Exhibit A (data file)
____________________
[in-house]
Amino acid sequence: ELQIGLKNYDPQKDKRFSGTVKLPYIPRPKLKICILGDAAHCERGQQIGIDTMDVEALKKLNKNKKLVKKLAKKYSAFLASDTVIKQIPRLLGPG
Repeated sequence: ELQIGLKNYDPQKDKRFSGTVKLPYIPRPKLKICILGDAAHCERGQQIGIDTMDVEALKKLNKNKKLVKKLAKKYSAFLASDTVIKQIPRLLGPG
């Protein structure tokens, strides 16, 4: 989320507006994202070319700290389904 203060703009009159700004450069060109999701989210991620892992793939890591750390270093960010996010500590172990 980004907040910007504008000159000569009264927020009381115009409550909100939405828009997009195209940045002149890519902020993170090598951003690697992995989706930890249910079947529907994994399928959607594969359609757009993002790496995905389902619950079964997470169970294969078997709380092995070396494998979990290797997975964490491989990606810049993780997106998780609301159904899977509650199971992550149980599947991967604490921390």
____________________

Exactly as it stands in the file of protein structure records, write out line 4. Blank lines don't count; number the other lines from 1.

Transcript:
């Protein structure tokens, strides 16, 4: 989320507006994202070319700290389904 203060703009009159700004450069060109999701989210991620892992793939890591750390270093960010996010500590172990 980004907040910007504008000159000569009264927020009381115009409550909100939405828009997009195209940045002149890519902020993170090598951003690697992995989706930890249910079947529907994994399928959607594969359609757009993002790496995905389902619950079964997470169970294969078997709380092995070396494998979990290797997975964490491989990606810049993780997106998780609301159904899977509650199971992550149980599947991967604490921390």